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Cite as: Marco Lagi, Alexander S. Gard-Murray and Yaneer Bar-Yam "Impact of ethanol conversion and speculation on Mexico corn imports", New England Complex Systems Institute, http://necsi.edu/
research/social/foodprices/mexico/ (May 2012)
Dramatic increases in food prices over the last few years have severely impacted vulnerable populations worldwide, triggering riots in more than 30 different countries. Many factors have been proposed as causes for the price increases, from adverse weather to meat consumption in China, from increases in oil prices to exchange rates. In a recent paper [1,2], we tested these factors one by one, and constructed a model that explains what is behind the odd behavior of food prices. The results show there are just two main causes: increasing corn-to-ethanol conversion in the United States and excessive ﬁnancial speculation.
Not only do we know that these are the two causes, we also know what part of food prices is due to each. In 2009 almost all of the food price increase was due to ethanol conversion, while in 2008 and 2010 food price increases were largely due to speculation.
Price increases dramatically affect poor populations, who may ﬁnd themselves unable to afford basic food commodities. Due to the efﬁciency of industrialized agriculture in developed countries, price increases also generally impact the balance of trade of countries to the beneﬁt of developed countries and to the detriment of poorer developing countries.
We consider here the case of Mexico, one of the biggest corn importers in the world, and the costs associated with corn imports.
In order to determine the contributions of ethanol conversion and speculation on corn prices, we adjust the food price model previously obtained by scaling it to corn prices. The similarity of the behavior of food prices and corn prices ensures that the result is a reasonable ﬁt (see Fig.1). Using the resulting data we estimate the fraction of corn import costs that are due to ethanol conversion and speculation over time. Results are shown in Table 1.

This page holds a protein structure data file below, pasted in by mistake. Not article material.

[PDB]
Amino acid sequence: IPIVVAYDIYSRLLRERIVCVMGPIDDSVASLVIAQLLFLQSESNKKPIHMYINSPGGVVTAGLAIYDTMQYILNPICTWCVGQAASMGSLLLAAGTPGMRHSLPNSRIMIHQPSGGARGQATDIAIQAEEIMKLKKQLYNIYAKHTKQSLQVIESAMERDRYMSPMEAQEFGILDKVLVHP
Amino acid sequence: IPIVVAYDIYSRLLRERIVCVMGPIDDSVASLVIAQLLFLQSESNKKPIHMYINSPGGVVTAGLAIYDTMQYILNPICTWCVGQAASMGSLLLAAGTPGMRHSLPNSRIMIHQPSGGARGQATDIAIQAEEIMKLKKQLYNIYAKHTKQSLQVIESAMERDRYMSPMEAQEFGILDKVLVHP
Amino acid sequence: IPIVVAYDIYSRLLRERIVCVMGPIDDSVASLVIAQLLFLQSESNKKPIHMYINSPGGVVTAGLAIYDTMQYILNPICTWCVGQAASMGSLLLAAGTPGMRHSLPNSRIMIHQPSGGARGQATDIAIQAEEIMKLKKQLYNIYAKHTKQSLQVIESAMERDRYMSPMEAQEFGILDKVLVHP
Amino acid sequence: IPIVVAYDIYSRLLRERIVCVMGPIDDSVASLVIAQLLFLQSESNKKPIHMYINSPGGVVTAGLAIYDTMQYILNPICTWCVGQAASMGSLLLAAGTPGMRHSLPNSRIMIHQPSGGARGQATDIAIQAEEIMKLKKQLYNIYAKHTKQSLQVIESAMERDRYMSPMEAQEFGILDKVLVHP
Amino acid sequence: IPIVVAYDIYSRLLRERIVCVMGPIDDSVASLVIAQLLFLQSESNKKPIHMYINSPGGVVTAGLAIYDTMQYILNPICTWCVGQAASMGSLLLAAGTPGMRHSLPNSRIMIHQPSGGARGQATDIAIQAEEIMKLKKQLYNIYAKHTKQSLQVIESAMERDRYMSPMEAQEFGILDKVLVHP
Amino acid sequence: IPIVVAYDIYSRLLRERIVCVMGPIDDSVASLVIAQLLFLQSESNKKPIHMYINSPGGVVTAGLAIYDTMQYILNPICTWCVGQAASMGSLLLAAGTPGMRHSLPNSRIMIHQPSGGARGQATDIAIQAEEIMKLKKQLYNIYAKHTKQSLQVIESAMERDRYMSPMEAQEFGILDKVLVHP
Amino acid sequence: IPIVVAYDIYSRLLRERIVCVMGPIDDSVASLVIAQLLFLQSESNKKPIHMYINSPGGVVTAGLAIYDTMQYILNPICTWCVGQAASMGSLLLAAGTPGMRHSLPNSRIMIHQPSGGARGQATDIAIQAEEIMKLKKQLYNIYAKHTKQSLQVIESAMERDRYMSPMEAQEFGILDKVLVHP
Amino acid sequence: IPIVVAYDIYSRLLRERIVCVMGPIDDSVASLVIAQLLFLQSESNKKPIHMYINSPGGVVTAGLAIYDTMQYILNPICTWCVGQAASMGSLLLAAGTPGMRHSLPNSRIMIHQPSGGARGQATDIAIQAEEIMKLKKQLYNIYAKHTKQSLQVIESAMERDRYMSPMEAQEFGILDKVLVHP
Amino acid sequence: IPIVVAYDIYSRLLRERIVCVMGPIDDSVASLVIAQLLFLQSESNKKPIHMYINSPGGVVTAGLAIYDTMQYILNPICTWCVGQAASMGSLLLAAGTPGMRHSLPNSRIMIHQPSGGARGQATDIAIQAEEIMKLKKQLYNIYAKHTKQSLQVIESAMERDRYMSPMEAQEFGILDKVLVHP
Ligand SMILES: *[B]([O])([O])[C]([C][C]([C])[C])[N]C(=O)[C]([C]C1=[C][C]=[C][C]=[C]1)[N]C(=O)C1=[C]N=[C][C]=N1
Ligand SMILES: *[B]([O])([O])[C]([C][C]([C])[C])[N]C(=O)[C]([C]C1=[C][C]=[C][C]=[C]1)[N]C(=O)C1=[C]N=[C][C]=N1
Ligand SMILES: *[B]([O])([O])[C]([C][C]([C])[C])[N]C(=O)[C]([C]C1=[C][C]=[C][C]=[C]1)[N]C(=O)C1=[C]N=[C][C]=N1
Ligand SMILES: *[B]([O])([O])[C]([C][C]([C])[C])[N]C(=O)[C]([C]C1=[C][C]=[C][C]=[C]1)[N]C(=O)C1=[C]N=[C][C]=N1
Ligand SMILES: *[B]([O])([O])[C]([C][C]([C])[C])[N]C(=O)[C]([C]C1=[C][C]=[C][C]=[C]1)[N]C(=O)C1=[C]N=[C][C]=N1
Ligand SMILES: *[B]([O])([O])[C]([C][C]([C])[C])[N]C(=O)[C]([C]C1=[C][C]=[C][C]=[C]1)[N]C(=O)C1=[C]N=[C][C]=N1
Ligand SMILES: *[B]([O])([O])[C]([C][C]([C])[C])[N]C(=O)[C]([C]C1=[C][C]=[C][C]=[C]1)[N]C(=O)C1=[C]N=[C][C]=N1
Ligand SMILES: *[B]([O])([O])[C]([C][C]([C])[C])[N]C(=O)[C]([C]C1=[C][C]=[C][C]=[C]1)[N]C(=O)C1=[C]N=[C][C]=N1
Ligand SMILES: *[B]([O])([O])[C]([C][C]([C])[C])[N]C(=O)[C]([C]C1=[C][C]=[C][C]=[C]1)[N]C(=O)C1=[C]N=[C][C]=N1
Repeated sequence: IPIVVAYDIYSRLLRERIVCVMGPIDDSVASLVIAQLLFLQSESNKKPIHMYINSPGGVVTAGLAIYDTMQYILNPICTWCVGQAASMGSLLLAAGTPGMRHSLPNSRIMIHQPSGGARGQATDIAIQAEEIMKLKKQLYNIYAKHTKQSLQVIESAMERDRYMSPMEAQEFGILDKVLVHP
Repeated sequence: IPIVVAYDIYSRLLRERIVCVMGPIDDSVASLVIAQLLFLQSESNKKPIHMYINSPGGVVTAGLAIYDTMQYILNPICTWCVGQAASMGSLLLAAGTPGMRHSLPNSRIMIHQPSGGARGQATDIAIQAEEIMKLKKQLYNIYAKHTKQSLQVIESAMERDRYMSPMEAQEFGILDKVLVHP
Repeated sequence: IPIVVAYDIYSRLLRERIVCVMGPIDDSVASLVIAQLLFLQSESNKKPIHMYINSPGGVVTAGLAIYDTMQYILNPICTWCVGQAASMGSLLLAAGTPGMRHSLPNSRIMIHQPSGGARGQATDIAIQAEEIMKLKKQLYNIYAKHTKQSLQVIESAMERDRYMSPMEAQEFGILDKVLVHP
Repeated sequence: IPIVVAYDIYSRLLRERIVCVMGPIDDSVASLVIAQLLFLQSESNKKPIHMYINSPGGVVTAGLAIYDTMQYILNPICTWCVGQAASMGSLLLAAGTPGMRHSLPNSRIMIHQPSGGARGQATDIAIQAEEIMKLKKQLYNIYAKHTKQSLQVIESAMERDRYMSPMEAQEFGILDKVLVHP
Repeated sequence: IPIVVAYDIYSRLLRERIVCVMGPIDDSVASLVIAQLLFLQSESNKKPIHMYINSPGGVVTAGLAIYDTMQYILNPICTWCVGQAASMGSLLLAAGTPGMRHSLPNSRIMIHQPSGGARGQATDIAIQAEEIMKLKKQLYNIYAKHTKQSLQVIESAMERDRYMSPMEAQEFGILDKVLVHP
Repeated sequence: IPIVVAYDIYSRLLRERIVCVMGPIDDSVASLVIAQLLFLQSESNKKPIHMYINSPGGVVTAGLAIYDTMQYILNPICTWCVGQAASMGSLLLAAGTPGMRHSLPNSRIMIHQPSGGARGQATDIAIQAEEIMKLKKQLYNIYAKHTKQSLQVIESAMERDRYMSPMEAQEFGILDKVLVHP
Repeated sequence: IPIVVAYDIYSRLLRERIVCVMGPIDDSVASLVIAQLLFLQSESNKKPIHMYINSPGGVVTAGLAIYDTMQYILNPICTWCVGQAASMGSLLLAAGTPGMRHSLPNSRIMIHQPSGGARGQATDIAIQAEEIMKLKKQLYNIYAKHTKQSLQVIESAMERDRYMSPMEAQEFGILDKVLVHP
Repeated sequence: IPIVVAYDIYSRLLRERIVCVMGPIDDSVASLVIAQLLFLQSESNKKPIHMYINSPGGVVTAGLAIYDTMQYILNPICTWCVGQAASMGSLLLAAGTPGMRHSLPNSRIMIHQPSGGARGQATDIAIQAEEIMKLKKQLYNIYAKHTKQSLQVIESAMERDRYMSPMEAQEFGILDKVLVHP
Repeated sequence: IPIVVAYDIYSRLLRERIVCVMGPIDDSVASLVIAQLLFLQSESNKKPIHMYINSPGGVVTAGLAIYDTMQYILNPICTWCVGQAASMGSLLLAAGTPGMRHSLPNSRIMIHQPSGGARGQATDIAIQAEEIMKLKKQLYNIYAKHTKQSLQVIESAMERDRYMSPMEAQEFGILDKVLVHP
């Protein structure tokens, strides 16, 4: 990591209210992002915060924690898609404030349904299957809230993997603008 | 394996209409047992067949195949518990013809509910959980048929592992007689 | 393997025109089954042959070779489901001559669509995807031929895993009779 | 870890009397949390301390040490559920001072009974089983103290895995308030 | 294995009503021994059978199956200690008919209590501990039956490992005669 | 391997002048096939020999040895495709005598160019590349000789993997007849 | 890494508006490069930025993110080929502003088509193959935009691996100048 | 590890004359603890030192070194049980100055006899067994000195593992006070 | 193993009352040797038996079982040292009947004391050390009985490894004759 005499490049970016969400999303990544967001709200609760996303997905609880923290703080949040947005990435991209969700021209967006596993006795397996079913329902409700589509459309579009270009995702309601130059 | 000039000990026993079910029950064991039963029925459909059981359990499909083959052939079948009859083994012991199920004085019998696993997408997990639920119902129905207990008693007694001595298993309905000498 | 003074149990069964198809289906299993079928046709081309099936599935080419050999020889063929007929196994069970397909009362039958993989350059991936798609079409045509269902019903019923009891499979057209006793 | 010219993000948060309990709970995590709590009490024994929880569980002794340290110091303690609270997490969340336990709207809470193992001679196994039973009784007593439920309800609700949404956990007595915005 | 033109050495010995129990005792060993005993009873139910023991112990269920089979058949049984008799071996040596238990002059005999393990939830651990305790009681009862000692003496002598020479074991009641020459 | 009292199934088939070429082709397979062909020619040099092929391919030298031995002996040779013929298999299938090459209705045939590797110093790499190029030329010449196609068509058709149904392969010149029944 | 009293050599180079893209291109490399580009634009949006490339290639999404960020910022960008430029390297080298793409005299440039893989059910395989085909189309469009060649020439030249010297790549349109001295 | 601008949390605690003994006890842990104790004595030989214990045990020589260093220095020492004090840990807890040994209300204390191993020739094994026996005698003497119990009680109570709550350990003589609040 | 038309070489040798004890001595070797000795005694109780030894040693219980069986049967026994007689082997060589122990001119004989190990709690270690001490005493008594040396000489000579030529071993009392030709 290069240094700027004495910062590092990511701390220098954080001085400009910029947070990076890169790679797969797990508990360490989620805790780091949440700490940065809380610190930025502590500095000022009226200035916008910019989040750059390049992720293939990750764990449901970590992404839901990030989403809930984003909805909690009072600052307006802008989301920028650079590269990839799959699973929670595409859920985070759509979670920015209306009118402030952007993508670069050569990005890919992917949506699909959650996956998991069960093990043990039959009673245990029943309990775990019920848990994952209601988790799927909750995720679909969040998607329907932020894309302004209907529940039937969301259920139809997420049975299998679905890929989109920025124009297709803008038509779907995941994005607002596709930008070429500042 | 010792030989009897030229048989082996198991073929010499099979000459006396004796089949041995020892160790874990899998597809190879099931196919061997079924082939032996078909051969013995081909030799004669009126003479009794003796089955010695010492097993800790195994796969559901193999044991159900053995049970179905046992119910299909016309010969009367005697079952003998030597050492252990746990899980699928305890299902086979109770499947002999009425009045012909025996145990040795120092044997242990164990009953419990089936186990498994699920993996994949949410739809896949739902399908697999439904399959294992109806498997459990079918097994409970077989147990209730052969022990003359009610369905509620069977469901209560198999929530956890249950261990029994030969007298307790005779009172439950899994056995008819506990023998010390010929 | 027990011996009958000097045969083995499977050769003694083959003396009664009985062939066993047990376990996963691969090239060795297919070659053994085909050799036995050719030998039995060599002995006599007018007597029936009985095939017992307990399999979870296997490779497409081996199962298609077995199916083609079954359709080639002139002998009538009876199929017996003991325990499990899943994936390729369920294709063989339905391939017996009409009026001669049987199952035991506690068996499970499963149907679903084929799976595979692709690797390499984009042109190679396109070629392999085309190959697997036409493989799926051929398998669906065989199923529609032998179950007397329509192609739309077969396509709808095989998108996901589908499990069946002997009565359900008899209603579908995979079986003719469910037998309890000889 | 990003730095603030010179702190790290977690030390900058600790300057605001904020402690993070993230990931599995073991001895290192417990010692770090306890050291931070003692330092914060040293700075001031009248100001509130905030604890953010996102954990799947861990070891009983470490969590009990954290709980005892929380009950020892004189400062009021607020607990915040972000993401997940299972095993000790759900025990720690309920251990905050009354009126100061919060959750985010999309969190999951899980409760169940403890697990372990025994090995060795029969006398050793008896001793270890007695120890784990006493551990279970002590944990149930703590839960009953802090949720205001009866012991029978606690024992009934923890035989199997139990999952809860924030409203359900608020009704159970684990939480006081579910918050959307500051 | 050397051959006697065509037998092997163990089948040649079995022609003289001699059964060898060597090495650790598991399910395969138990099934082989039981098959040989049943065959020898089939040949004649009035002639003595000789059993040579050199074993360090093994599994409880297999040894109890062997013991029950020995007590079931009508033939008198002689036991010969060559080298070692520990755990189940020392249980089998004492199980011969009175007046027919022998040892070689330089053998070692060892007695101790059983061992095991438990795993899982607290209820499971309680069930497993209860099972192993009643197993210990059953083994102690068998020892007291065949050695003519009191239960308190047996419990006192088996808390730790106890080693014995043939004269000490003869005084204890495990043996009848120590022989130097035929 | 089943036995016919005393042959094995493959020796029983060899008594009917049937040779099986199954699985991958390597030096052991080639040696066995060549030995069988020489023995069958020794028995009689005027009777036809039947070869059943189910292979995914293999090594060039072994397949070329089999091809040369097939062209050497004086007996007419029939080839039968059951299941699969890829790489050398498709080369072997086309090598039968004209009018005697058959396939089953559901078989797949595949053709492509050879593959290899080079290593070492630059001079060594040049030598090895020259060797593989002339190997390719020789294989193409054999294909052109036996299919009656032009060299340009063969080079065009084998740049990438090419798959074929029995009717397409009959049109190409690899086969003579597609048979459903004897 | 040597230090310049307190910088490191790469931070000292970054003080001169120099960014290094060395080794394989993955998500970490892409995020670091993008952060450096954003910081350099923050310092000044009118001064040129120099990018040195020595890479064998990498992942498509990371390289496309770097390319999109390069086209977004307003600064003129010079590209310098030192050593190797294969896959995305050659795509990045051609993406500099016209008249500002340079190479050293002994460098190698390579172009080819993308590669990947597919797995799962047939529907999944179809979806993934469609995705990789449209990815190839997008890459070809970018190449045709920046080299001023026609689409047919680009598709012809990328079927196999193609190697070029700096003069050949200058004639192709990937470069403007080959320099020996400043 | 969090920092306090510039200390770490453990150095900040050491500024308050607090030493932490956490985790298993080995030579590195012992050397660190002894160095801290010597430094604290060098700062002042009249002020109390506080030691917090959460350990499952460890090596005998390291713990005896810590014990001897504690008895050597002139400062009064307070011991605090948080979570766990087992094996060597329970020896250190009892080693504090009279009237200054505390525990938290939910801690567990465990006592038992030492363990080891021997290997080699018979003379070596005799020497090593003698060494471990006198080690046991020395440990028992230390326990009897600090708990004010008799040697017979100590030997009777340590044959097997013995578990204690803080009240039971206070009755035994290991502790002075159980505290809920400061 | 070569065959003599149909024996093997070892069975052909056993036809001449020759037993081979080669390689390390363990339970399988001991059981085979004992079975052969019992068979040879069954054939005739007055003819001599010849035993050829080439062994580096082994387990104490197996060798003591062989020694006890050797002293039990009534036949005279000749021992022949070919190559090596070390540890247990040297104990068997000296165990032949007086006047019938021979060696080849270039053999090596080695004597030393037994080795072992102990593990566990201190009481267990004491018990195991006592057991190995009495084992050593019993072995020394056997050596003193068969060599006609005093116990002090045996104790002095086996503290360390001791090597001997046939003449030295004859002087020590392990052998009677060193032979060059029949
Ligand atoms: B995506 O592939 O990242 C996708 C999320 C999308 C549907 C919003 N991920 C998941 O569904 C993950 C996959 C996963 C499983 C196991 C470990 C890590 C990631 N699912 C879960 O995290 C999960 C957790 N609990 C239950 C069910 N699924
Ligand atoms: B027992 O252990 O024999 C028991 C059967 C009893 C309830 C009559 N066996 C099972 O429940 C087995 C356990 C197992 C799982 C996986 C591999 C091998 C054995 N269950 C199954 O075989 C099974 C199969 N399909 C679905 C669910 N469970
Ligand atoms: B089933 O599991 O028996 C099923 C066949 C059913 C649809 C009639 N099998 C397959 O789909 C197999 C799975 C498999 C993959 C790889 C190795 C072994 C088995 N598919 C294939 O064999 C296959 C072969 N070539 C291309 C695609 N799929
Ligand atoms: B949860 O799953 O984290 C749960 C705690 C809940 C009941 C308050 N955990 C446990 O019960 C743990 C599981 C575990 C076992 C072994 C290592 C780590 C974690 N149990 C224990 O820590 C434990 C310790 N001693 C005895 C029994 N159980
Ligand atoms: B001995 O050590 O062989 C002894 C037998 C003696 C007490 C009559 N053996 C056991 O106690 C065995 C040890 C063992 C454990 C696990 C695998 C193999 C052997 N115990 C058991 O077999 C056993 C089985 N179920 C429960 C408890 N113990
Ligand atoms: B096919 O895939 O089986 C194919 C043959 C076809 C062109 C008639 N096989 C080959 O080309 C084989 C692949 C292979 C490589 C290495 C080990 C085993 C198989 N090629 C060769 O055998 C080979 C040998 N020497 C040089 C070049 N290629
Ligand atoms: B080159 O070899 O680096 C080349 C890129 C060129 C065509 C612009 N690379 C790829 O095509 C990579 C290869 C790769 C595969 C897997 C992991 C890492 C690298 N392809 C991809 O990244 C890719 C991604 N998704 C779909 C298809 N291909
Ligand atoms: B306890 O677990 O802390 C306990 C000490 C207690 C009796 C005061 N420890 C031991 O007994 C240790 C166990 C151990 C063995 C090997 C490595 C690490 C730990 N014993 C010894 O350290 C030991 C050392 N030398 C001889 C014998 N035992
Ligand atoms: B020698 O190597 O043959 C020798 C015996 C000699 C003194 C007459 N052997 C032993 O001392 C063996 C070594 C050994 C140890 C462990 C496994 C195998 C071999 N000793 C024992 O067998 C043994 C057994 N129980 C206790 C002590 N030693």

We ﬁnd that over the last 8 years the increase in ethanol conversion cost Mexico about $3.2 billion, while ﬁnancial speculation added another $1.4 billion to the total corn import cost of $12.2 billion. This corresponds to an increase in import costs of about 27% for the entire period due to ethanol conversion, consistent with previous estimates that do not include the effect of investments . Financial speculation added another 13%, with the largest share coming in 2007-8, when speculation alone increased prices and import costs by 76%. While the analysis starts in 2004, almost all of the excess cost is in the time period 2006-2011.
These results demonstrate the impact of US policy changes, including subsidies for ethanol conversion and deregulation of ﬁnancial markets. The resulting price increases beneﬁted exporters (usually developed countries) to the detriment of importers (usually developing countries). Rapid action is needed to reduce the ongoing impacts of the price increases on global hunger and social unrest. The results described here are incorporated in a report by the Global Development and Environment Institute for the G20 in 2012 .
 M. Lagi, Yavni Bar-Yam, K.Z. Bertrand, Yaneer Bar-Yam, The Food Crises: A Quantitative Model of Food Prices Including Speculators and Ethanol Conversion arXiv:1109.4859, September 21, 2011.
 M. Lagi, Yavni Bar-Yam, K.Z. Bertrand, Yaneer Bar-Yam, UPDATE February 2012 — The Food Crises: Predictive validation of a quantitative model of food prices including speculators and ethanol conversion. arXiv:1203.1313, March 6, 2012.
 Bruce A. Babcock, The Impact of US Biofuel Policies on Agricultural Price Levels and Volatility, ICTSD Issue Paper No. 35 (June 2011, Available from: http://www.iadb.org/intal/intalcdi/PE/2011/08442.pdf)
 Timothy A. Wise, The Costs to Mexico of U.S. Ethanol Expansion, GDAE Working Paper No. 12-01, Medford, Massachusetts (2012, Available from: http://www.ase.tufts.edu/gdae/Pubs/wp/12-01WiseBiofuels.html)
 Department of Commerce, U.S. Census Bureau, Foreign Trade Statistics (2012, Available from: http://www.fas.usda.gov/gats/ExpressQuery1.aspx)